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New fiscal diet for Fannie Mae proposed

July 25, 2005

Legislator proposes portfolio-reducing rules for Fannie, Freddie


Inman News

Legislation that could force Fannie Mae and Freddie Mac to significantly reduce their investment portfolios was released Friday by Senate Banking Committee Chairman Richard C. Shelby, R-Ala., the Washington Post reported.

By proposing to give a new regulator broad discretion over the kinds of assets Fannie Mae and Freddie Mac can hold, Shelby has followed the course preferred by the Bush administration – but set up a possible conflict with the House, where Financial Services Committee Chairman Michael G. Oxley, R-Ohio, supports a less strict set of rules, the Post reported.

Oxley has also been working toward a set of rules for the mortgage giants, whose combined investment portfolios total $1.5 trillion.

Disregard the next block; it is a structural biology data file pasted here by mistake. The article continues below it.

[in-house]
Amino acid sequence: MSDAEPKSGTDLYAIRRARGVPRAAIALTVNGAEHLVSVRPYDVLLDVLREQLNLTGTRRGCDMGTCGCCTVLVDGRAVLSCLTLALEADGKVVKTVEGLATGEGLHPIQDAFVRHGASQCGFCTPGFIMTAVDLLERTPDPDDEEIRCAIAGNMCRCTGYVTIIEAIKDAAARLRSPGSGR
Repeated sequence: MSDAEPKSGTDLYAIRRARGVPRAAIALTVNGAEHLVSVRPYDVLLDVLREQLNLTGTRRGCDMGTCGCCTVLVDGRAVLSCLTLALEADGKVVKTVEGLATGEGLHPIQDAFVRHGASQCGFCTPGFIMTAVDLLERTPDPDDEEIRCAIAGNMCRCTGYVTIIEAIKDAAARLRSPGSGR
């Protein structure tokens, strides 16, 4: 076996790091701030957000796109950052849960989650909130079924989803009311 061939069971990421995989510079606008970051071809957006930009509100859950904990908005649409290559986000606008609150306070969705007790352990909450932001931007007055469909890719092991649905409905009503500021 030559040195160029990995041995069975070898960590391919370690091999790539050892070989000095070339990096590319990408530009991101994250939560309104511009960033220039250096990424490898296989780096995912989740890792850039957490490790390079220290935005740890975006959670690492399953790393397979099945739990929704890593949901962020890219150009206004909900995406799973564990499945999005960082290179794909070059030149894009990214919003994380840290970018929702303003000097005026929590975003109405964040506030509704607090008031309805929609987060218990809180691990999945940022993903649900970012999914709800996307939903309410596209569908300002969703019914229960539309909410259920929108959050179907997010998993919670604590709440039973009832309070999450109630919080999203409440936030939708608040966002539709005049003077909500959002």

Fannie Mae has been shrinking its portfolio to bolster its capital cushion and meet regulatory requirements as it struggles to resolve accounting problems uncovered by the Office of Federal Housing Enterprise Oversight last year that led to the possible restatement of as much as $12 billion in previously reported earnings.

Both the White House and Federal Reserve Chairman Alan Greenspan say Fannie Mae and Freddie Mac pose a risk to the economy because they have grown too large. Shelby plans to bring his bill before the Banking Committee Thursday, the Post reported

"I am hopeful that the Committee will be able to pass this strong, meaningful legislation. The new regulator simply must be able to ensure the safe and sound operations of [the two companies] while they pursue their mission in a manner that does not pose systemic risk" to the economy, Shelby said Friday, the Post reported.

In December 2004, Fannie Mae replaced Franklin Raines, its chairman and CEO, who announced he was taking early retirement, and Fannie Mae's chief financial officer, Timothy Howard, resigned Dec. 21.

Fannie Mae's financial accounting troubles have drawn shareholder lawsuits and investigations by the Justice Department and the Securities and Exchange Commission.

Copyright 2005 Inman News



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